A person’s biological sex is essentially a description of what reproductive anatomy they were born with, while gender refers to how the person identifies in a psychological, social and cultural context. The concepts of genetic sex, biological sex, and gender most often align, but they are not necessarily connected to each other, nor to sexual orientation. Each is not limited to two kinds; rather, each has many variations.



Issues of sex and gender have become increasingly prominent in the media, impacting on medical practice, politics, business, education, and many other spheres of society.

From a scientific perspective, it can be useful to distinguish four separate issues:

  • genetic sex (eg. XX, XY, etc.),
  • biological sex (eg. male, female, intersex, etc.)
  • gender (eg. man, woman, transgender, etc.) and
  • sexual orientation (eg. heterosexual, homosexual, bisexual, etc.)

Genetic sex, or chromosomal sex, relates to what sex chromosomes are present in the cells of the person's body. It does not always follow that a person with XX chromosomes will be a typical biological female, nor that XY will be a typical biological male, even though those are the most common situations. This is discussed in the section Sex chromosomes

Biological sex, or sex-at-birth, is the term that describes whether a person was born with the anatomical features of a male or female, or a combination of both.

  • The term 'intersex' (or 'variations in sex development' or 'DSD" - see Intersex and DSD: What's the difference?) relates to incomplete development of the anatomical features of a typical male or female, or to a combination of typical male and female anatomies developing in the same person. In other words, those terms are all about the anatomy and not about gender identification as a man, woman, or a combination, or neither.

Gender relates to a persons' psychosocial sense of themselves as a man, woman, a combination of these, or none of these.

  • 'Gender' is often confused with 'sex', and is sometimes used by those who prefer to avoid using the word 'sex'. However, as described above, sex and gender have quite distinct meanings and are not interchangeable terms.
  • The term 'intersex' can be confused with 'transgender', but 'intersex' relates to anatomy while 'transgender' relates to one's sense of self, with a gender identification that does not match the sex at birth.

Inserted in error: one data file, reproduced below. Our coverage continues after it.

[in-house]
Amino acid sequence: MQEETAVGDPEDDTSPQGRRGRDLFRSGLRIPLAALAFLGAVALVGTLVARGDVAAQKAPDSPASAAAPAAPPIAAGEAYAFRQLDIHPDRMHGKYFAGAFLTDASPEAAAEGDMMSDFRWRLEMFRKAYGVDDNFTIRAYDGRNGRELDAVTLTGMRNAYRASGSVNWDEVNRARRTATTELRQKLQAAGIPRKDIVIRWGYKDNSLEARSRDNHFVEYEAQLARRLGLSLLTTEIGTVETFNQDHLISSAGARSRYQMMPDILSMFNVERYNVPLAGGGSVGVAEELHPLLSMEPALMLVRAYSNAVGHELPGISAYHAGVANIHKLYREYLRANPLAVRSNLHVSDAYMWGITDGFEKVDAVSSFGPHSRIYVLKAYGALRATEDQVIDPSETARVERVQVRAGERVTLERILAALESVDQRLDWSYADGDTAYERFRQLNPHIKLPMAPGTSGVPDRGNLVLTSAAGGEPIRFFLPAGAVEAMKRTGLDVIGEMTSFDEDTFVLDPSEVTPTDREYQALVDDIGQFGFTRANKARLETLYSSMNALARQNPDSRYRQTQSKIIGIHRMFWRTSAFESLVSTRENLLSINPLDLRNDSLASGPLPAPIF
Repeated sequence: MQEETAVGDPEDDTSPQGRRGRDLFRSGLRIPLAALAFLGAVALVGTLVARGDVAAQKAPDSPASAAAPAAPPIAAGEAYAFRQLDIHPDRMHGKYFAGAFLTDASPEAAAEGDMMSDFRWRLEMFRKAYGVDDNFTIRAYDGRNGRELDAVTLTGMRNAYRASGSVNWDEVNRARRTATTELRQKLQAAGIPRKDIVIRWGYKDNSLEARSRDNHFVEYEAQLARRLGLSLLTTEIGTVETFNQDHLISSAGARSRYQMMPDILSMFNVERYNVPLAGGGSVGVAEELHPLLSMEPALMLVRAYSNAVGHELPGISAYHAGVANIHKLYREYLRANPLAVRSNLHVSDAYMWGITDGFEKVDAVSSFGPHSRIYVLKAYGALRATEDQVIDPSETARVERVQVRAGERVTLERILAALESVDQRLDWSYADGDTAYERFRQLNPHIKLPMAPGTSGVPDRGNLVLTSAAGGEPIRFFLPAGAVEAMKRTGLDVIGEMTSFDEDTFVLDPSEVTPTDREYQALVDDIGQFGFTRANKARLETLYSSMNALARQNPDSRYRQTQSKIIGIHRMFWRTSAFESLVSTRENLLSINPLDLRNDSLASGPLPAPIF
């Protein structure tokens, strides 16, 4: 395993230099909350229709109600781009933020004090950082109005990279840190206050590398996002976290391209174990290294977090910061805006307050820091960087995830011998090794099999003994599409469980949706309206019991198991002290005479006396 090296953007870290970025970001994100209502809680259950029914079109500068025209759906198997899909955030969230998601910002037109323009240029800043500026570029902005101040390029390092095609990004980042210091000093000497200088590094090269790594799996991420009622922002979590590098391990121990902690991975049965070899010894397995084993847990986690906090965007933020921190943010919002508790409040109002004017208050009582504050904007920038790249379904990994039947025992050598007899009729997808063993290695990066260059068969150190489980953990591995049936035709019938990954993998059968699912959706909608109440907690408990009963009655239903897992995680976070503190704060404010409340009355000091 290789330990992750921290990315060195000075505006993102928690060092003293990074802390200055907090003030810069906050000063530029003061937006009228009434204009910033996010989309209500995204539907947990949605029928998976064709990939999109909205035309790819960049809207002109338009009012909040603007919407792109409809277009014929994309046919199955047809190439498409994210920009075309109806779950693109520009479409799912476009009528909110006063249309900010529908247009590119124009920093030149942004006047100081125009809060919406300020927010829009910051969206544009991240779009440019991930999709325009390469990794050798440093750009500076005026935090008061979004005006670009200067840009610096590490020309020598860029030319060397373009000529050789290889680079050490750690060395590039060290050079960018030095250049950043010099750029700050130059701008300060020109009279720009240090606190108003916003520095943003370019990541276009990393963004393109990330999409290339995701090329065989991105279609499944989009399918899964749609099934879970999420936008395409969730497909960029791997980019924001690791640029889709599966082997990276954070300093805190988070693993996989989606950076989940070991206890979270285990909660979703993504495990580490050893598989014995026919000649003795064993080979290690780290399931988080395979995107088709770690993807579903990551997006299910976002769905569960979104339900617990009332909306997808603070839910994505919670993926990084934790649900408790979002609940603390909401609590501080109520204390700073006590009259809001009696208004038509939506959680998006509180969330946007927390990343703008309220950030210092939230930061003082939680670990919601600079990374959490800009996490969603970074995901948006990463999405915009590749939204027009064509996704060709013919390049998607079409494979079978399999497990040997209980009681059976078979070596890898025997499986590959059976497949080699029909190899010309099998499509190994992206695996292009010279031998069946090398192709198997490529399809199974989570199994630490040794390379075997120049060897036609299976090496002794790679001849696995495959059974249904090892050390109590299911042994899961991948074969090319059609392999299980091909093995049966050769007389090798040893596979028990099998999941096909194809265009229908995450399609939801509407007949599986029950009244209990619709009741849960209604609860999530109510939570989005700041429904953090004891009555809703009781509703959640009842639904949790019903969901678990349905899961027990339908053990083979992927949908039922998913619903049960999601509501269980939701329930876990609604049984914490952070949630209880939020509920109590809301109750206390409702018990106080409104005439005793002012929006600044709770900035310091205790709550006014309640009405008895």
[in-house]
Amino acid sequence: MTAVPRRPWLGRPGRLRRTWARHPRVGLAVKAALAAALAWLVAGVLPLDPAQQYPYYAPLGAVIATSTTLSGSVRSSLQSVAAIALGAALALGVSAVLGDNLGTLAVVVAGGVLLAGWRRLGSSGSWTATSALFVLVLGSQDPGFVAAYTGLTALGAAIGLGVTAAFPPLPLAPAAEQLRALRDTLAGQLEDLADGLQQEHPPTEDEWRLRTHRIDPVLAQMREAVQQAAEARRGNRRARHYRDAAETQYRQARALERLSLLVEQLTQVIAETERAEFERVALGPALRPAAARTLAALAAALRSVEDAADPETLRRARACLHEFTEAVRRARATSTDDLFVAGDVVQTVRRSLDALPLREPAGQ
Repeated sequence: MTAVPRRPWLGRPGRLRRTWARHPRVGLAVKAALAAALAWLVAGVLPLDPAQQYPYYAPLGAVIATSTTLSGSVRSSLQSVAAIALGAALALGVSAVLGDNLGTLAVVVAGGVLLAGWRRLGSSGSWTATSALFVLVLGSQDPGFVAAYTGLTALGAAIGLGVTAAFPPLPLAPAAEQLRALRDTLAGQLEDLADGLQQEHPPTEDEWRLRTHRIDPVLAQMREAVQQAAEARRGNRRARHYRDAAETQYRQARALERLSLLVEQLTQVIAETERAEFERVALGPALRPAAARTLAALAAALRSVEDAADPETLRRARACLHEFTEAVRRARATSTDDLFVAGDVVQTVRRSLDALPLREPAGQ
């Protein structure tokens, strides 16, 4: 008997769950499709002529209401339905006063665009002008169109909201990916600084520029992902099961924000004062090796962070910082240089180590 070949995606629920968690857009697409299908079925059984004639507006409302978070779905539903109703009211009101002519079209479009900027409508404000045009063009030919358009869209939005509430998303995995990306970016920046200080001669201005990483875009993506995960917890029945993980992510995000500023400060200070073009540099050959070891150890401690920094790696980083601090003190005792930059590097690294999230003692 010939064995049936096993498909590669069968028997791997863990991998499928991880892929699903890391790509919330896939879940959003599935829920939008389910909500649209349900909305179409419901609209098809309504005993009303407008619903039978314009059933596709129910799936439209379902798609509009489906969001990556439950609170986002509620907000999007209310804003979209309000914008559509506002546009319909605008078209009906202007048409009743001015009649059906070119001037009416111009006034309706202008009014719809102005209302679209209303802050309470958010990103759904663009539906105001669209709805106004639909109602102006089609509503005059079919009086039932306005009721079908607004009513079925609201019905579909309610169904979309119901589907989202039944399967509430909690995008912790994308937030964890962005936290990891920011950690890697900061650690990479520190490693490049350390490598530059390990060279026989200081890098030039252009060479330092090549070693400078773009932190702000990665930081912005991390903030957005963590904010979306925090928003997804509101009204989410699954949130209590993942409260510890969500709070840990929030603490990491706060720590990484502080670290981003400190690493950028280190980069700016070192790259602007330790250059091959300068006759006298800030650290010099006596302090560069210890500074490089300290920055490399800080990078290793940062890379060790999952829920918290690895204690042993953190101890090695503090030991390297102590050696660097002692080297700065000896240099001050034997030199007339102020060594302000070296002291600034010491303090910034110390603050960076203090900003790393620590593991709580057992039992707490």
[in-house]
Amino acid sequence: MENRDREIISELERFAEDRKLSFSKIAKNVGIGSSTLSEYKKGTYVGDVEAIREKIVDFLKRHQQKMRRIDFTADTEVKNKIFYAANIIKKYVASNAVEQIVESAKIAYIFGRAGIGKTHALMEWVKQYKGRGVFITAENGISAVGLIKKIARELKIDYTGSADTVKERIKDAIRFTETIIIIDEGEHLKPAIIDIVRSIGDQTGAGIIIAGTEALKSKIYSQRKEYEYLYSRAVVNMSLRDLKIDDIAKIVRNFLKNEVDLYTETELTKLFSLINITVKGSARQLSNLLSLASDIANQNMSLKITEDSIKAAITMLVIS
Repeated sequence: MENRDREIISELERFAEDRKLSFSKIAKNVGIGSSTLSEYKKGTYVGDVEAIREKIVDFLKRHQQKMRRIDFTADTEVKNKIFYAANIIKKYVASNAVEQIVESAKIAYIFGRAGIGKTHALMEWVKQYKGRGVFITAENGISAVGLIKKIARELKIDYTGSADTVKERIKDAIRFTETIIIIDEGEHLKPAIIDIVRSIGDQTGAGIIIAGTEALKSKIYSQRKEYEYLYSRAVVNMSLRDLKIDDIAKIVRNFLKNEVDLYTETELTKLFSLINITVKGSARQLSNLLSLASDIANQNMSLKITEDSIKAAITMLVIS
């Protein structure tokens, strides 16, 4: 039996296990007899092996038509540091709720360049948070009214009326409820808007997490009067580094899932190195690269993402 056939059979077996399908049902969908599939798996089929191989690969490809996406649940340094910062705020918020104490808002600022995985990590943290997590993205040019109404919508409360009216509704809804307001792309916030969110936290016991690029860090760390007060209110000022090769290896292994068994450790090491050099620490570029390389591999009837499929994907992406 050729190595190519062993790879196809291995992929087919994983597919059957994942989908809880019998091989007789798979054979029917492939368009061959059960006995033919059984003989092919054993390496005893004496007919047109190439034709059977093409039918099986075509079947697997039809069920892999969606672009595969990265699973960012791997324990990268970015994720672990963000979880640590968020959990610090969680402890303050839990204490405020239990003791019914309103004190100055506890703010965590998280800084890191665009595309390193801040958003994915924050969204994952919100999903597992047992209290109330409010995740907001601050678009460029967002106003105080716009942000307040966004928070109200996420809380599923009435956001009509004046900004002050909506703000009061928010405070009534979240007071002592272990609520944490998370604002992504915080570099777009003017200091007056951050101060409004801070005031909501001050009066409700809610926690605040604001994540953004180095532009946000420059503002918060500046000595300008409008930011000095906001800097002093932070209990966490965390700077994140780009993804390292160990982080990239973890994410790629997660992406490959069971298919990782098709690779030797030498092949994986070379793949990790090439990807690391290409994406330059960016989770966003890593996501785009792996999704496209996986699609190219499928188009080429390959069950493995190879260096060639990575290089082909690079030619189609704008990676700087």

• The term 'transgender' can also be confused with 'trans-sexual', which relates to a person physically changing their anatomy to align with the sex or gender they identify as. Some transgender people are trans-sexual, others are not.

Scientifically, gender is complex and poorly understood. Accordingly, issues of gender dysphoria and transgender, where people feel their biological sex and gender do not align, are outside the scope of this website.

Sexual orientation relates to the sex that a person is sexually attracted to. Traditionally, sexual orientations have been classified as attraction to to the same sex (homosexual), the 'opposite' sex (heterosexual), both sexes (bisexual), or neither sex (asexual), but the recognition that there are more than two variations of sex and gender, and that a person's sex or gender can change, can complicate the discussion and make these terms insufficient. 

A person’s sexual orientation may have genetic and social components, but are not known to be directly affected by chromosomes or biological sex. Because of the scientific unknowns, further discussion of the issue of sexual orientation is outside the scope of this website.


Finally, two important ponts:

  1. For each of these 4 dimensions of one's sexual makeup, more than two possibilities exist, just as there are many shades of grey between black and white. For example, it is possible for a person have physical attributes between between male and female, or to have both masculine and feminine aspects to their gender identity and behaviour.

  2. It’s important to note that these four dimensions do not always align in any one individual. For example, it is possible to have a male who is XX and not XY, or a physically female person who identifies with masculine behaviours. Transgender does not necessarily involve any specific sexual orientation, and so on. Because these four characteristics are not necessarily linked, and each has many possibilities, the result is that there are many possible combinations in the human population.



Last updated: 5 August 2021 PK

Edit history: Author P. Koopman 9/2009; revised PK 5/2011, 9/2012, 5/2013, 3/2014, 7/2015